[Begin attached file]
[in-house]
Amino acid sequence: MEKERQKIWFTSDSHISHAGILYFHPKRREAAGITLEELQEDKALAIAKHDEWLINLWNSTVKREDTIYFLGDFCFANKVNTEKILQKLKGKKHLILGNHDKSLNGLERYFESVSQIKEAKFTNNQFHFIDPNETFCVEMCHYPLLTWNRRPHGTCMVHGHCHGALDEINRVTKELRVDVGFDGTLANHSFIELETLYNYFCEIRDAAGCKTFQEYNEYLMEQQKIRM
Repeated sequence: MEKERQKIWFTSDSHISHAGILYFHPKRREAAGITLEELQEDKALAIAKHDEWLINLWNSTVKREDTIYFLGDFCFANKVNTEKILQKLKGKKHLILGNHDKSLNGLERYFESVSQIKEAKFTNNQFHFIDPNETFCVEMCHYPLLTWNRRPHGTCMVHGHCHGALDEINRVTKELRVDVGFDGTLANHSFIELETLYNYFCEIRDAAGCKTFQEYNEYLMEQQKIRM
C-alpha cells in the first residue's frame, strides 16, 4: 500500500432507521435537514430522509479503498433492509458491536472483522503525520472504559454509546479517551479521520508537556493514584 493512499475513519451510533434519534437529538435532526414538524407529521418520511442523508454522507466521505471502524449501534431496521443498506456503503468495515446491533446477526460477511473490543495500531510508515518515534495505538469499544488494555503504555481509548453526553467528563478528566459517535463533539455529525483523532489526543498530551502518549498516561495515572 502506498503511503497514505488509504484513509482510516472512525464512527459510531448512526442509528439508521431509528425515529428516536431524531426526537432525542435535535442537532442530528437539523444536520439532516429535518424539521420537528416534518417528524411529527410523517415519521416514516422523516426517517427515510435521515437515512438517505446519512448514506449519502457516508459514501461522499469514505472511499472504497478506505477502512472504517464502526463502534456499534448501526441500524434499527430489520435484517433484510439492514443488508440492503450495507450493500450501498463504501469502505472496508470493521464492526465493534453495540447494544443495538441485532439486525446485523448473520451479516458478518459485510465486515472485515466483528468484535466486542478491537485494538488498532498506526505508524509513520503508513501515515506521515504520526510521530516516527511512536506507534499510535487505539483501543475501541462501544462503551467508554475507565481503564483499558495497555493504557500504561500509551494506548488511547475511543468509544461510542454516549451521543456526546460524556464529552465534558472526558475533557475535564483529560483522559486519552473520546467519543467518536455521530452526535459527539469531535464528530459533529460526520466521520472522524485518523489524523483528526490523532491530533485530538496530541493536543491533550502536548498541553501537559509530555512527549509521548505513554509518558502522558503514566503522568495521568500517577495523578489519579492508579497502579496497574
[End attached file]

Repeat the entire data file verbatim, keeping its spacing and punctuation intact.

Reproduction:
[in-house]
Amino acid sequence: MEKERQKIWFTSDSHISHAGILYFHPKRREAAGITLEELQEDKALAIAKHDEWLINLWNSTVKREDTIYFLGDFCFANKVNTEKILQKLKGKKHLILGNHDKSLNGLERYFESVSQIKEAKFTNNQFHFIDPNETFCVEMCHYPLLTWNRRPHGTCMVHGHCHGALDEINRVTKELRVDVGFDGTLANHSFIELETLYNYFCEIRDAAGCKTFQEYNEYLMEQQKIRM
Repeated sequence: MEKERQKIWFTSDSHISHAGILYFHPKRREAAGITLEELQEDKALAIAKHDEWLINLWNSTVKREDTIYFLGDFCFANKVNTEKILQKLKGKKHLILGNHDKSLNGLERYFESVSQIKEAKFTNNQFHFIDPNETFCVEMCHYPLLTWNRRPHGTCMVHGHCHGALDEINRVTKELRVDVGFDGTLANHSFIELETLYNYFCEIRDAAGCKTFQEYNEYLMEQQKIRM
C-alpha cells in the first residue's frame, strides 16, 4: 500500500432507521435537514430522509479503498433492509458491536472483522503525520472504559454509546479517551479521520508537556493514584 493512499475513519451510533434519534437529538435532526414538524407529521418520511442523508454522507466521505471502524449501534431496521443498506456503503468495515446491533446477526460477511473490543495500531510508515518515534495505538469499544488494555503504555481509548453526553467528563478528566459517535463533539455529525483523532489526543498530551502518549498516561495515572 502506498503511503497514505488509504484513509482510516472512525464512527459510531448512526442509528439508521431509528425515529428516536431524531426526537432525542435535535442537532442530528437539523444536520439532516429535518424539521420537528416534518417528524411529527410523517415519521416514516422523516426517517427515510435521515437515512438517505446519512448514506449519502457516508459514501461522499469514505472511499472504497478506505477502512472504517464502526463502534456499534448501526441500524434499527430489520435484517433484510439492514443488508440492503450495507450493500450501498463504501469502505472496508470493521464492526465493534453495540447494544443495538441485532439486525446485523448473520451479516458478518459485510465486515472485515466483528468484535466486542478491537485494538488498532498506526505508524509513520503508513501515515506521515504520526510521530516516527511512536506507534499510535487505539483501543475501541462501544462503551467508554475507565481503564483499558495497555493504557500504561500509551494506548488511547475511543468509544461510542454516549451521543456526546460524556464529552465534558472526558475533557475535564483529560483522559486519552473520546467519543467518536455521530452526535459527539469531535464528530459533529460526520466521520472522524485518523489524523483528526490523532491530533485530538496530541493536543491533550502536548498541553501537559509530555512527549509521548505513554509518558502522558503514566503522568495521568500517577495523578489519579492508579497502579496497574